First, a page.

I can’t say for sure.  I don’t happen to know any ancient Assyrian or Babylonian or Egyptian songs.  But from the little I know about ancient epic poems like Gilgamesh or the Iliad, I’d say the popular songs of the age likely tended to tout the good qualities of a nation’s elite people.  It’s perfectly natural to want to be the hero of your own story.  It’s hard to build national unity by painting your common ancestors as whiny, ungrateful jerks.  I have a suspicion, therefore, that the nation of Israel might have been unique in this area.

This got me thinking about the stories nations today tell about themselves in their songs.  National anthems are the obvious modern equivalent.  They are songs we adopt to promote unity in a nation, to instill citizens with a sense of pride and patriotism.  We all know ours, of course.  What story are we telling about ourselves in “O Canada”?  “With glowing hearts we see thee rise, the true north strong and free.”  Most of us probably also know the words to “The Star-Spangled Banner.”  “O say does that star-spangled banner yet wave o’er the land of the free and the home of the brave.”  But I can’t say I’m familiar with any other national anthems.  I looked up a few online.  Brazil’s is pretty epic: “Giant by thine own nature / Thou art beautiful, strong, a fearless colossus / And thy future mirrors that greatness.”  That should inspire zeal in the average citizen!  Russia’s is much as you might expect: “Be glorious, our free Fatherland / Age-old union of fraternal peoples / Popular wisdom given by our forebears! / Be glorious, our country! We are proud of you!”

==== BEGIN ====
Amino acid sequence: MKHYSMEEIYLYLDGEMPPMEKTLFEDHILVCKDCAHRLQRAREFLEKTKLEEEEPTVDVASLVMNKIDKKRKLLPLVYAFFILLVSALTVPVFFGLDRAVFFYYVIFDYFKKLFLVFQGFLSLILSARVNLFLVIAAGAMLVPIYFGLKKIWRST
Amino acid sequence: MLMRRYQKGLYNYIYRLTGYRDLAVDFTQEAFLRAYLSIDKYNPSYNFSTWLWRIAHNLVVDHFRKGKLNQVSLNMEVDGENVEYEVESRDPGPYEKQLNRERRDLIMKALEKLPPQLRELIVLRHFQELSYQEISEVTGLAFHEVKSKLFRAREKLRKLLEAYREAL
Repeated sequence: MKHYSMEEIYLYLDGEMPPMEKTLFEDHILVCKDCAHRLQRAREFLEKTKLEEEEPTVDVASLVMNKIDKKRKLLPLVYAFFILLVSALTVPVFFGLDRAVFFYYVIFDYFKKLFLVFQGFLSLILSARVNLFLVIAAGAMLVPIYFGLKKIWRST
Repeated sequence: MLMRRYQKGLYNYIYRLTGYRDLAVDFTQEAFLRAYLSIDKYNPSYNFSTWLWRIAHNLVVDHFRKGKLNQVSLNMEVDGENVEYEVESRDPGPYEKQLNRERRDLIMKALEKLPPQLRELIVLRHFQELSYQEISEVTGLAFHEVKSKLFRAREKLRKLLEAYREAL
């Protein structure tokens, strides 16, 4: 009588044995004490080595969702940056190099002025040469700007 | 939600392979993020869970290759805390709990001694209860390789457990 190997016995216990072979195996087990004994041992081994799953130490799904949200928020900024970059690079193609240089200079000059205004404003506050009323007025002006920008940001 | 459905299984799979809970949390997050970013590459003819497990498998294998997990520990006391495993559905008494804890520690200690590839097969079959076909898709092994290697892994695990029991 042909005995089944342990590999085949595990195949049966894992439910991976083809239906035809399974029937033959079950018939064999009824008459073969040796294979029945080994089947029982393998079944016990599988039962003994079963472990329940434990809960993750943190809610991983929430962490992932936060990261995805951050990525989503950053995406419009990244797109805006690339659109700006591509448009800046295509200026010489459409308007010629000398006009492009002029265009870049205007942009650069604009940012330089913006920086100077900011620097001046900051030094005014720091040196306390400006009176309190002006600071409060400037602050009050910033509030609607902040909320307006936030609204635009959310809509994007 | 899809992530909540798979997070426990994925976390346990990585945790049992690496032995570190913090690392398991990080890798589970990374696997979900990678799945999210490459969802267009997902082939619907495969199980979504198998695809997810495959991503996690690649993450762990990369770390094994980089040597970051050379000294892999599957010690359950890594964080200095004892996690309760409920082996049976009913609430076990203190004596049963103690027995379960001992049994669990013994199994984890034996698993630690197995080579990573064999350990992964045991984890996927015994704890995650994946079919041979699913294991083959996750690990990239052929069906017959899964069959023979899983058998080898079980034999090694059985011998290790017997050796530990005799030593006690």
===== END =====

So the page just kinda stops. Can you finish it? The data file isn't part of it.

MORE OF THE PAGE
It makes sense, right?  What’s the purpose of a national anthem?  To make the people who hear it want to live up to its ideals, to help the nation make good on its promises.  To be the heroes of their own story.  But the story of ancient Israel is a different kind of national story.  All those virtues that national anthems ascribe to their people, the Bible ascribes to God: truth, strength, freedom, bravery, beauty, greatness, glory, wisdom, pride.  God is the giver; the people receive his good gifts.  God calls; the people answer his call.

What is true for ancient Israel is true for Christians as well.  God is the giver; we receive his good gifts.  God calls; we answer his call.  We are mid-way through the season of Epiphany.  Epiphany means the revelation of God to his people.  In our Scripture readings during these weeks, we are teasing out what it is that God has revealed to us about himself in the Bible.  We tell over the ways in which God is the hero of our story.